It’s one of those thrillers that you enjoy like a cheeky Big Mac. It tastes good, but once you consume and settle, it’s not that filling.
This review of Hulu and Netflix film Run contains no spoilers. The thriller was released on Hulu on November 20, 2020. It was later released on Netflix on April 2, 2021.
If you have watched the popular series The Act, then you will be faced with familiarity when watching Hulu’s Run, a film that was meant to receive a theatrical release but was snared by the streaming service in turbulent times. The story is nearly identical, following young teenager Claire (played by newcomer Kiera Allen) who is brought up by her overbearing and silently abusive mother Diane (played by Sarah Paulson). Like the mentioned series, the mother has medically controlled her daughter into believing she has a range of pre-existing conditions that have reduced the quality of her life, essentially making her a life-long prisoner unbeknown to herself.
As the story unfolds, Claire starts to uncover the truth, and that’s when the thriller tropes come into play. Beat by beat, Run is generic in its style, substance and delivery, but there are specific scenes that will have viewers on-edge, as Claire has to find a reasonable way out of a physically demanding ordeal. Props have to be sent Kiera Allen’s way, who plays a convincing human being trapped in her body. When Sarah Paulson is off the screen, it paves the way for Kiera to shine and she certainly does so.
Run does get caught up in its predictability; the suspenseful moments have viewers second-guessing the outcome, but with each predictable answer coming their way, each twist gets a little less impactful each time. I suppose from my perspective, because I’ve seen a similar plot play out in serial format, I knew the nuisances and the challenges that would come for the lead characters.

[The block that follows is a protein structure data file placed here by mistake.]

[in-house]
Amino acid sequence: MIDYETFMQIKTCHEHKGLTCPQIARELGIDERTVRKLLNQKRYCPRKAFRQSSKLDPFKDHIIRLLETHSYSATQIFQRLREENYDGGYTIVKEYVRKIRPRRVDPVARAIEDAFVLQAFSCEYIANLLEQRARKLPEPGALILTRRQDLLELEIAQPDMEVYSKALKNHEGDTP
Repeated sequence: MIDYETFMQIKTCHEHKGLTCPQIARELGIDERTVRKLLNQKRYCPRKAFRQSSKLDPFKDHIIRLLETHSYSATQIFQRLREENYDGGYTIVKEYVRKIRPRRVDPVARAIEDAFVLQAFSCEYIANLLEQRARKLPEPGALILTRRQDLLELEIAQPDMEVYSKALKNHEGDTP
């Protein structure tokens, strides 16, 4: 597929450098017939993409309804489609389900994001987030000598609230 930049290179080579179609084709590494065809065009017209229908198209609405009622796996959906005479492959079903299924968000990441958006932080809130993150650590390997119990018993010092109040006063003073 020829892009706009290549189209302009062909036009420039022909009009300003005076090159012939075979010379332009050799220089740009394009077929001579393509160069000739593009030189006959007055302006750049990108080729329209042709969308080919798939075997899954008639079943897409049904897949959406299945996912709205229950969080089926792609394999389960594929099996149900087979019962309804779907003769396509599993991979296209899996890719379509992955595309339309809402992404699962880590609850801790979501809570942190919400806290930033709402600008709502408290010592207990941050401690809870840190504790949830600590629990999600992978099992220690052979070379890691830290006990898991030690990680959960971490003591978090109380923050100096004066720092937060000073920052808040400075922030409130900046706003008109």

There is an emotional aspect to Run. While most sympathy is aimed at Claire, viewers can feel some slight pity for the mother, who experienced a traumatic birth and finds herself dedicating her whole life in keeping her daughter within the realms of this medically-induced existence. The Hulu series reflects the mental inflictions that can impact a mother post-birth. While Run is a seriously severe example, there’s some element of truth in the protectiveness that props up her overbearing and illegal nature. And with that angle slightly engrained into the writing, the story suddenly becomes the story of a tragic relationship, disrupted by truth, rather than an evil woman keeping a young woman against her will.
As the credits rolled, a thought did cross my mind; it’s highly unlikely that I will watch Run again. It’s one of those thrillers that you enjoy like a cheeky Big Mac. It tastes good, but once you consume and settle, it’s not that filling.